The question:

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The answer:

The strength of the torque depends on the difference in speed between the stator's rotating magnetic field and the rotor's rotation. The larger the difference in speed the greater the induced voltage, current and torque.

When the motor is starting up, let’s assume the magnetic field is rotating synchronous speed. The difference in speed between the rotor and stator (motor) is 1,800 RPM, which means there will be a large induced voltage, current and torque. The rotor will start to rotate to catch up with the stator’s rotating magnetic field.

As the stator increases its speed to 900 RPM, the difference in speed between the stator and rotor will only be 900, so the induced voltage, current and torque will be less.

Suddenly, the rotating magnetic field is flipped and rotated counterclockwise. So the speed will be -1800 RPM. The difference between the rotating magnetic field and the stator will be very large. The relative velocity of the stator and the rotor will be large. This will induce an even larger voltage and current in the rotor, which will also generate a larger torque than at start-up.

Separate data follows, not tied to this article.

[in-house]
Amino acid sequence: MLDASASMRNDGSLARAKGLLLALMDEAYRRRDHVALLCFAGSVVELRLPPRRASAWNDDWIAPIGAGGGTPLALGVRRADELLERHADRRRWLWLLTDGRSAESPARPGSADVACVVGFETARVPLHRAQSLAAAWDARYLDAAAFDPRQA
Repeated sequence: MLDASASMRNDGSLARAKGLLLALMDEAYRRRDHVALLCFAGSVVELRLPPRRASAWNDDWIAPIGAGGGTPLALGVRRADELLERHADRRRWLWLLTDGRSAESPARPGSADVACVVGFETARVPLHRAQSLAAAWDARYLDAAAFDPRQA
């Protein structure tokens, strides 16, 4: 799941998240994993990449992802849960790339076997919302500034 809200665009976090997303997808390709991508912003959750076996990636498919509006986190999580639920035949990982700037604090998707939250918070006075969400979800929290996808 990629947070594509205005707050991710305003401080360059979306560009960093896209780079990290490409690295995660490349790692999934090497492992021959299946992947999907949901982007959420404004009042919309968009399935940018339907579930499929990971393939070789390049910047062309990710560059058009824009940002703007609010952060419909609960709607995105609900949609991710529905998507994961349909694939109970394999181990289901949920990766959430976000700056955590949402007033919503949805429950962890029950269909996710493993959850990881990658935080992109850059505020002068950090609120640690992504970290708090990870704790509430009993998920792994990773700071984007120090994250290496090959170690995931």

Immediately following the switch, the rotor will still turn in its same direction, but will be subject to an opposite torque, voltage and current. So (A) is incorrect.

The rotor will be subject to a torque opposite to its direction, so it will begin to slow down. However, the induced voltage will immediately increase. So (B) is incorrect.

When the rotor is slowing down, shouldn't the voltage reduce? I don't understand why the voltage will INCREASE!

Since the induced voltage increases, the induced current will increase. So (C) is correct.

The stator will reverse direction and the rotor will slow down. So (D) is incorrect. The correct answer is most nearly, (C).



PE Electrical and Computer: Power Practice Exam, 2020

ISBN 978-1-947801-16-5


1 Answer 1


When the stator connection is reversed, the synchronous speed becomes negative 1800 RPM. Slip is the difference between synchronous speed and rotating speed. The slip changes from something like 50 RPM to something like 3550 RPM. The induced voltage in the rotor is proportional to slip. That would cause a huge increase in rotor current it it were not for the effect of the rotor reactance. It is still a pretty big increase because the current increases from something near rated current to something above locker rotor current.

Regarding Plugging Torque

Although I agree that (C) is the correct answer, I don't agree that the torque will be larger than at start up. The image below from Fitzgerald, Kingsley, Umans, Electric Machinery supports my assertion. Considering the induced voltage is an acceptable line of reasoning, but it is better to consider the Steinmetz equivalent circuit. However the solution of the equivalent circuit is probably not sufficient because it does not consider the effects of the size, shape and position of the rotor bars. In many motor designs, the minimum torque during acceleration has a minimum between standstill and operating speed. That may also mean that the torque rises as the speed increases in the reverse direction. The torque in the plug reverse region may be higher or lower than locked-rotor torque depending on rotor design.

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